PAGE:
Character cannot be developed in ease and quiet.
Only through experience of trial and suffering
can the soul be strengthened, ambition inspired,
and success achieved. ~ Helen Keller
The Story of Helen Keller
An Excerpt by Martin Smith
Helen Keller's fight to overcome her disabilities made her life an inspiration for millions of people. Her story is taught in schools around the world. But what is not so well known is that Helen Keller was a committed and active socialist.
"A phantom living in a no world" is how Helen Keller described the first eight years of her life. Helen was born in Tuscumbia, Alabama, in 1880. At the age of 19 months a fever left her deaf, blind and without speech. Doctors said she was doomed to live out her life in silence and darkness. But Alexander Graham Bell, the inventor of the telephone and a family friend, advised Helen's parents to employ a teacher to attempt to bring her out of her prison. The Kellers employed a young working class woman, Anne Sullivan, who herself had limited sight. Anne taught Helen to communicate by placing her hand under a water pump. As the cool water gushed over Helen's hand Anne spelled out on the other hand w – a – t – e – r.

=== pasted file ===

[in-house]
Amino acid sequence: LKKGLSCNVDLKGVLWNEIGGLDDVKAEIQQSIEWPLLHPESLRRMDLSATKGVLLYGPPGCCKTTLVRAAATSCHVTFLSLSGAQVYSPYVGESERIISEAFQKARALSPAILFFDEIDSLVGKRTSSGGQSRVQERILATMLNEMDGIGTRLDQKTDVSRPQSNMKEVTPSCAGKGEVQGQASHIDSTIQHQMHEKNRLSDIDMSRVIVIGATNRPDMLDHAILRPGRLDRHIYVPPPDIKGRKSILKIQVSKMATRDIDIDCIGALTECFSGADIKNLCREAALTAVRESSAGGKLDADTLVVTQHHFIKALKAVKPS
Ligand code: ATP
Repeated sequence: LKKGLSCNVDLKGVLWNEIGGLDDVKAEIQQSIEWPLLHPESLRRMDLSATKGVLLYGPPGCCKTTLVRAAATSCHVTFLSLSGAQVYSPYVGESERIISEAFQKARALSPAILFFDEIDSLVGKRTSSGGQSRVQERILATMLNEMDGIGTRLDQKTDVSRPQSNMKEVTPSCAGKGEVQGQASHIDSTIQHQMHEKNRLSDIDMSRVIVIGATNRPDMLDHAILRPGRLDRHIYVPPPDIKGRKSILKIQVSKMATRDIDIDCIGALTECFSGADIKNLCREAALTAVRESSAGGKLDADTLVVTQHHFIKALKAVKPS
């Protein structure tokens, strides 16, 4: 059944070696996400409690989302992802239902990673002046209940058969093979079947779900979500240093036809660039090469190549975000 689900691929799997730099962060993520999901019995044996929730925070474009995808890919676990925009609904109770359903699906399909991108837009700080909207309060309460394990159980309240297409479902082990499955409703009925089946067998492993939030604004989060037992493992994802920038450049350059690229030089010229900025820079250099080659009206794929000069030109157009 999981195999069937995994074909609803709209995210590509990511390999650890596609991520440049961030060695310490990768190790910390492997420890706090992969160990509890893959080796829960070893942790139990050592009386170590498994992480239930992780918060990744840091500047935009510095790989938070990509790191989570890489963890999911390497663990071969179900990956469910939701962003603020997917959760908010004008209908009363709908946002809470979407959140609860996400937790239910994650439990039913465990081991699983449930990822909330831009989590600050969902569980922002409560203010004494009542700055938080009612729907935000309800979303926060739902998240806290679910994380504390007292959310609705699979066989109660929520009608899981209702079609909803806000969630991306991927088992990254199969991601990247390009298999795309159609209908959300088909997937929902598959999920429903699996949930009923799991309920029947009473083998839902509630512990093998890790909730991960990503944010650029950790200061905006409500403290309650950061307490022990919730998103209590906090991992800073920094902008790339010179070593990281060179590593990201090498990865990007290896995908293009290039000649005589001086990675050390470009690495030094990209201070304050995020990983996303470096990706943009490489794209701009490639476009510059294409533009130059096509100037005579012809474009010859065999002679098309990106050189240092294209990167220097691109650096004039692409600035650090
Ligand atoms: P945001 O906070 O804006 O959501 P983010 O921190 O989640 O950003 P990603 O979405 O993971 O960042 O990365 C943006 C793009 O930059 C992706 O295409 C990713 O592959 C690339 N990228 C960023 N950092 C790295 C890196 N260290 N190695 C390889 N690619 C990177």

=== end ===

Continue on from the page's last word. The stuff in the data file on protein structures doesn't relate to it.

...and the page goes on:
For the first time Helen was able to give meaning to the world around her. She stopped and touched the earth, and demanded its letter name. By the end of the day she had learnt 30 words. Helen quickly mastered braille, and by the age of ten she learnt to speak by associating the vibrations in her throat with letters. The first thing she said was, "I am not dumb." At the age of 20 she attended university.
Throughout all these years Anne Sullivan was by Helen's side, laboriously spelling book after book and lecture after lecture into her hand. Helen became internationally famous when her autobiography, The Story of My Life, became a bestseller.